After the alarming suggestion of GMA Network to reconsider the new European DVB-T2 as the DTV standard of the country, NTC finally raised its hand as it sticks with the chosen Japanese ISDB-T standard.
Read the post after the jump.
Read the post after the jump.
THE National Telecommunications Commission (NTC) is going to stick with the Japanese Integrated Services Digital Broadcast (ISDB) technology as the standard for Digital Terrestrial Television (DTT) broadcast service in the country despite talks that some industry players prefer the European platform.
NTC commissioner Gamaliel Cordoba said the technical working group (TWG), which is responsible for drafting the rules and frequency planning for the implementation of the ISDB-TV technology in the country, will be ready with the rules by April.
“It takes three to five years for a new technology to mature. We cannot wait for that, otherwise the Philippines will be left behind in the digital TV migration. So the TWG will continue with crafting the [implementing rules and regulations] and its implementation unless there emerges a very significant compelling reason to do otherwise,” said the NTC chief in a text message.
The NTC has set by end-2015 the compulsory transition of all analog TV service providers to shift to digital TV and for the termination of all analog TV broadcast transmissions. If the NTC chose to shift to another platform the Philippines may not meet the schedule.
When DTT technology is enforced in the country there is a need to switch off all analog TV handsets. The switchoff would render all nondigital TV sets obsolete unless connected to a set-top box.
During the first TWG meeting on Friday, Cordoba said officials from the Philippine Cable Television Association raised the possibility of the adopting the European DVB-T standard instead of Japan’s ISDB because there is an emerging version of the said technology.
GMA Network Inc. president Gilberto Duavit Jr. earlier said “there is a clamor to review the benefits of the European standard” as the said platform “has a new version, one that it is more advanced and better than the previous.”
It can be recalled that the previous commission had chosen Europe’s DVB platform because the set-top boxes to be used for DTT broadcast service were cheaper than the Japanese standard and the former was more widely used in most countries. But when Japan brought down the price of the boxes to $10 each, the NTC changed its mind.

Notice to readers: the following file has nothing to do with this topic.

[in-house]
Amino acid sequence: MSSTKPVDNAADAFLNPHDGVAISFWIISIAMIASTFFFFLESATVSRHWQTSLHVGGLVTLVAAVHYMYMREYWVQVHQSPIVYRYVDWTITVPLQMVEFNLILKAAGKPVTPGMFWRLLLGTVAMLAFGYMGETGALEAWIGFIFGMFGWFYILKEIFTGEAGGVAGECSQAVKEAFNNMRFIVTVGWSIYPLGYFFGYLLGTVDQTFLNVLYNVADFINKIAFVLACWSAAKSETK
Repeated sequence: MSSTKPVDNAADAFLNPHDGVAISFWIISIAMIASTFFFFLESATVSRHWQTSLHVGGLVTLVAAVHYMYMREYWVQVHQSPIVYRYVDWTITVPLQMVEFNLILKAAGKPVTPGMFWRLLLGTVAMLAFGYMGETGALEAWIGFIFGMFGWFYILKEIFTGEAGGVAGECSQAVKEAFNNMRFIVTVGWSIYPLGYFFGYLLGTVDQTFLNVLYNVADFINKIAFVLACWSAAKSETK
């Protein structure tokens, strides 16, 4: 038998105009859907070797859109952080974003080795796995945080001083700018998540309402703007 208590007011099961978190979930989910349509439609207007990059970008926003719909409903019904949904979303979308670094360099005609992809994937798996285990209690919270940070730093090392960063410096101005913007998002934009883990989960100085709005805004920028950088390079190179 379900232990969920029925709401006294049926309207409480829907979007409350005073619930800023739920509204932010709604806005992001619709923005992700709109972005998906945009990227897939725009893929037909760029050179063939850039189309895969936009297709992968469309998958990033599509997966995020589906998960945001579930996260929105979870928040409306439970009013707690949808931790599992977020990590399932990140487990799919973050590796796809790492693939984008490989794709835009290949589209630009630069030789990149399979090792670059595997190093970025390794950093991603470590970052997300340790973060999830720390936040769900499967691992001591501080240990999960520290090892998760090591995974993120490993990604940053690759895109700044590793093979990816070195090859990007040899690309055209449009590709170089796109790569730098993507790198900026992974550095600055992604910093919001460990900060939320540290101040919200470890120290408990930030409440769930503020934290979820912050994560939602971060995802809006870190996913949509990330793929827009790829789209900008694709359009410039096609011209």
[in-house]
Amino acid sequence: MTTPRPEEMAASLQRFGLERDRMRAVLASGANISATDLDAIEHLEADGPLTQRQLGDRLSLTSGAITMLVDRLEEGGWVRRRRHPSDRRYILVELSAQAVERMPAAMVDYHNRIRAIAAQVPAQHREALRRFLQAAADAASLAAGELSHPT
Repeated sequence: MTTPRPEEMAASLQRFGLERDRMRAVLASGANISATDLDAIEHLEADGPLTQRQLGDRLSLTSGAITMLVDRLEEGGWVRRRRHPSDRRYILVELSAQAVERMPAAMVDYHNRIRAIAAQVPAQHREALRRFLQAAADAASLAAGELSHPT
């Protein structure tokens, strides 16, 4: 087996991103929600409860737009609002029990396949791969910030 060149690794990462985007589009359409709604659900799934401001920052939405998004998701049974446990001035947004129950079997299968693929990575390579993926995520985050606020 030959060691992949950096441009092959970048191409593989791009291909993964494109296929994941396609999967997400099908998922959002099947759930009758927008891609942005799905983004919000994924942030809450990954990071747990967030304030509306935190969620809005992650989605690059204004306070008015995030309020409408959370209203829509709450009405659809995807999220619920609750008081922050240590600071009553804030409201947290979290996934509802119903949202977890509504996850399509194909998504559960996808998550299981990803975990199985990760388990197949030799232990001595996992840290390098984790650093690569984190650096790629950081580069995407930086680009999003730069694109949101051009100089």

During the meeting, three committees formed. Cordoba said there was a committee on the legal and technical aspects concerning migration to digital TV. Likewise, a communications group was formed. “Meetings will be every Wednesday for the TWG and every Monday for the committees. We will try to finish the IRR in two months,” said Cordoba.
The NTC will also invite during the meetings representatives of the ICT Committee in Congress and Public Service Committee in Senate.
Last week, Japan minister and deputy chief of mission Motohiko Kato said the Philippines stands to gain from the ISDB platform compared to the DVB-T2. Among them, he cited, are the following: The ISDB-T platform will provide more business opportunities because the bandwidth that will be assigned for digital TV can also be used to service mobile phones; the technology is also capable of sending emergency warning broadcasting system to the households; it provides clearer image due to robustness against errors; cheap price of set-top boxes; Philippine government need not pay Japan any royalty fees; there is wider coverage area; and support from the Japanese government is overwhelming.
“The European standard does not have what we offer. Our standard provides a variety of services and it is more cost effective and we will also provide technical support,” said Kato.
Source: Business MirrorThe TWG is composed of members from the broadcast industry and stakeholders such as the government, suppliers and consumers. It is chaired by the NTC and cochaired by the Kapisanan ng mga Brodkasters ng Pilipinas. - Lenie Lectura, dated 14 February 2011, 07:44 PM.